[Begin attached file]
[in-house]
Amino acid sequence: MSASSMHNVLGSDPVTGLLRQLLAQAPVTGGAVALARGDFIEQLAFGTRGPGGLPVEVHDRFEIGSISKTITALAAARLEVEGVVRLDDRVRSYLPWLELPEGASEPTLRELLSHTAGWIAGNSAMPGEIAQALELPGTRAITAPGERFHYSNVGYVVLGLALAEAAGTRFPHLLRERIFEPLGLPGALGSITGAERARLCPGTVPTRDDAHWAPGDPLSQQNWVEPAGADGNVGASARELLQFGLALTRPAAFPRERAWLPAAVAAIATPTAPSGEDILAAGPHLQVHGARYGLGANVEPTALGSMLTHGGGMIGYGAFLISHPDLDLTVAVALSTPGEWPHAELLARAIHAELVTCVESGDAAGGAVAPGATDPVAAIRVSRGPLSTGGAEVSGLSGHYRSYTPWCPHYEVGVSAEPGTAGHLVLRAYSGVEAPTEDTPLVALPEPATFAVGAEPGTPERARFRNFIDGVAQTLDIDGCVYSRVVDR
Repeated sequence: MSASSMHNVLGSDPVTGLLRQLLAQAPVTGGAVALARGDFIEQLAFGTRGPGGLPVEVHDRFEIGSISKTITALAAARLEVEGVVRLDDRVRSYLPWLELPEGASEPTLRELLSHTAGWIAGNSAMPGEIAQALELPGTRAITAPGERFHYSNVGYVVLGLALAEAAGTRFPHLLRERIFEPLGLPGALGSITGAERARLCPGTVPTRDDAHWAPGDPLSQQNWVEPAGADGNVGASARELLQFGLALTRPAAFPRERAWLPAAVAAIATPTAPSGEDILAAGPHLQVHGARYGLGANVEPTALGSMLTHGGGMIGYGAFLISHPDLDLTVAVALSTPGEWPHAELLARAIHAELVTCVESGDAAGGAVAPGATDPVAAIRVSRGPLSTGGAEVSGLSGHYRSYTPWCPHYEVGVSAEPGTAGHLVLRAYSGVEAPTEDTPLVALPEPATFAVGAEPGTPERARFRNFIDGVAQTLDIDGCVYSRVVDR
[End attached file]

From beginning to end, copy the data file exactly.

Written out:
[in-house]
Amino acid sequence: MSASSMHNVLGSDPVTGLLRQLLAQAPVTGGAVALARGDFIEQLAFGTRGPGGLPVEVHDRFEIGSISKTITALAAARLEVEGVVRLDDRVRSYLPWLELPEGASEPTLRELLSHTAGWIAGNSAMPGEIAQALELPGTRAITAPGERFHYSNVGYVVLGLALAEAAGTRFPHLLRERIFEPLGLPGALGSITGAERARLCPGTVPTRDDAHWAPGDPLSQQNWVEPAGADGNVGASARELLQFGLALTRPAAFPRERAWLPAAVAAIATPTAPSGEDILAAGPHLQVHGARYGLGANVEPTALGSMLTHGGGMIGYGAFLISHPDLDLTVAVALSTPGEWPHAELLARAIHAELVTCVESGDAAGGAVAPGATDPVAAIRVSRGPLSTGGAEVSGLSGHYRSYTPWCPHYEVGVSAEPGTAGHLVLRAYSGVEAPTEDTPLVALPEPATFAVGAEPGTPERARFRNFIDGVAQTLDIDGCVYSRVVDR
Repeated sequence: MSASSMHNVLGSDPVTGLLRQLLAQAPVTGGAVALARGDFIEQLAFGTRGPGGLPVEVHDRFEIGSISKTITALAAARLEVEGVVRLDDRVRSYLPWLELPEGASEPTLRELLSHTAGWIAGNSAMPGEIAQALELPGTRAITAPGERFHYSNVGYVVLGLALAEAAGTRFPHLLRERIFEPLGLPGALGSITGAERARLCPGTVPTRDDAHWAPGDPLSQQNWVEPAGADGNVGASARELLQFGLALTRPAAFPRERAWLPAAVAAIATPTAPSGEDILAAGPHLQVHGARYGLGANVEPTALGSMLTHGGGMIGYGAFLISHPDLDLTVAVALSTPGEWPHAELLARAIHAELVTCVESGDAAGGAVAPGATDPVAAIRVSRGPLSTGGAEVSGLSGHYRSYTPWCPHYEVGVSAEPGTAGHLVLRAYSGVEAPTEDTPLVALPEPATFAVGAEPGTPERARFRNFIDGVAQTLDIDGCVYSRVVDR